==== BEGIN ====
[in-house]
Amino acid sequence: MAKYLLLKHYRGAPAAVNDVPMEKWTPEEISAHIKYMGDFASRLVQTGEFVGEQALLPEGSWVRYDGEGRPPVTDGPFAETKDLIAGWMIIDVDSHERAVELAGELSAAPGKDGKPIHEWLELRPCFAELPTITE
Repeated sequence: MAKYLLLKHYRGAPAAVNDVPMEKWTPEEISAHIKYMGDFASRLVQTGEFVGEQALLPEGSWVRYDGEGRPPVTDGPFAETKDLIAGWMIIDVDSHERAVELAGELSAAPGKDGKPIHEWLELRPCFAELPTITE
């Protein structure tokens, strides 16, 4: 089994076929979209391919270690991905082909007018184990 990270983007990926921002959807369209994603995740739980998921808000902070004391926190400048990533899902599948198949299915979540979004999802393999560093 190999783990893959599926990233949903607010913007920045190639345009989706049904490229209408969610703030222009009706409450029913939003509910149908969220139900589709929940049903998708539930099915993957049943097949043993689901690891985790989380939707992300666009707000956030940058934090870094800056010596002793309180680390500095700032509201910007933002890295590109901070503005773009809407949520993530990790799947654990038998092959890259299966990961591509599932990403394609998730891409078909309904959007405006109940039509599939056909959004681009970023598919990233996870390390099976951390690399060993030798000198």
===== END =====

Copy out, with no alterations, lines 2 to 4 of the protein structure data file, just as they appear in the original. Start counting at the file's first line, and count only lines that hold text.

Amino acid sequence: MAKYLLLKHYRGAPAAVNDVPMEKWTPEEISAHIKYMGDFASRLVQTGEFVGEQALLPEGSWVRYDGEGRPPVTDGPFAETKDLIAGWMIIDVDSHERAVELAGELSAAPGKDGKPIHEWLELRPCFAELPTITE
Repeated sequence: MAKYLLLKHYRGAPAAVNDVPMEKWTPEEISAHIKYMGDFASRLVQTGEFVGEQALLPEGSWVRYDGEGRPPVTDGPFAETKDLIAGWMIIDVDSHERAVELAGELSAAPGKDGKPIHEWLELRPCFAELPTITE
């Protein structure tokens, strides 16, 4: 089994076929979209391919270690991905082909007018184990 990270983007990926921002959807369209994603995740739980998921808000902070004391926190400048990533899902599948198949299915979540979004999802393999560093 190999783990893959599926990233949903607010913007920045190639345009989706049904490229209408969610703030222009009706409450029913939003509910149908969220139900589709929940049903998708539930099915993957049943097949043993689901690891985790989380939707992300666009707000956030940058934090870094800056010596002793309180680390500095700032509201910007933002890295590109901070503005773009809407949520993530990790799947654990038998092959890259299966990961591509599932990403394609998730891409078909309904959007405006109940039509599939056909959004681009970023598919990233996870390390099976951390690399060993030798000198």